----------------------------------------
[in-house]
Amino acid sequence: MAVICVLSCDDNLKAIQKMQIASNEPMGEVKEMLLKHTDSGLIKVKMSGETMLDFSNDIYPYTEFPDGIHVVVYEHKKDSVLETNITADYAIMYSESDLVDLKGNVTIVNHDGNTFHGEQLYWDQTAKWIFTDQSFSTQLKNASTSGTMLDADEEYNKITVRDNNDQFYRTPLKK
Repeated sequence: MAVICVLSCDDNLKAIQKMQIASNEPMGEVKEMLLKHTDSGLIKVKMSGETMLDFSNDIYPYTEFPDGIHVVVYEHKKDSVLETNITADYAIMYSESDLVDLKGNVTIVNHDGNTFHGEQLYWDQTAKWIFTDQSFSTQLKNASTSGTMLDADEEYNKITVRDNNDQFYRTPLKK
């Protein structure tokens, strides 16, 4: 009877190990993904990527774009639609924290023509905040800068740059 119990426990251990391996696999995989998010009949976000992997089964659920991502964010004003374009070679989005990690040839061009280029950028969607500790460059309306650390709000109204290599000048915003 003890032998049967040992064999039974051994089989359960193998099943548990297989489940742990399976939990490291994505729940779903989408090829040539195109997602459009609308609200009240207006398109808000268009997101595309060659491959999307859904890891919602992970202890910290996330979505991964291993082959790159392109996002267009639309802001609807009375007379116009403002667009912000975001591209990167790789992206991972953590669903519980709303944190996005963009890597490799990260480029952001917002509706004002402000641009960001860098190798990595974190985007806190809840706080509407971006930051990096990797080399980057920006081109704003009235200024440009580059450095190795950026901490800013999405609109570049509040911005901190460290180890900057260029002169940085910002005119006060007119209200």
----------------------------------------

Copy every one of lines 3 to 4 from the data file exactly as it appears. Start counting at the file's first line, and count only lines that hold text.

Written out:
Repeated sequence: MAVICVLSCDDNLKAIQKMQIASNEPMGEVKEMLLKHTDSGLIKVKMSGETMLDFSNDIYPYTEFPDGIHVVVYEHKKDSVLETNITADYAIMYSESDLVDLKGNVTIVNHDGNTFHGEQLYWDQTAKWIFTDQSFSTQLKNASTSGTMLDADEEYNKITVRDNNDQFYRTPLKK
């Protein structure tokens, strides 16, 4: 009877190990993904990527774009639609924290023509905040800068740059 119990426990251990391996696999995989998010009949976000992997089964659920991502964010004003374009070679989005990690040839061009280029950028969607500790460059309306650390709000109204290599000048915003 003890032998049967040992064999039974051994089989359960193998099943548990297989489940742990399976939990490291994505729940779903989408090829040539195109997602459009609308609200009240207006398109808000268009997101595309060659491959999307859904890891919602992970202890910290996330979505991964291993082959790159392109996002267009639309802001609807009375007379116009403002667009912000975001591209990167790789992206991972953590669903519980709303944190996005963009890597490799990260480029952001917002509706004002402000641009960001860098190798990595974190985007806190809840706080509407971006930051990096990797080399980057920006081109704003009235200024440009580059450095190795950026901490800013999405609109570049509040911005901190460290180890900057260029002169940085910002005119006060007119209200």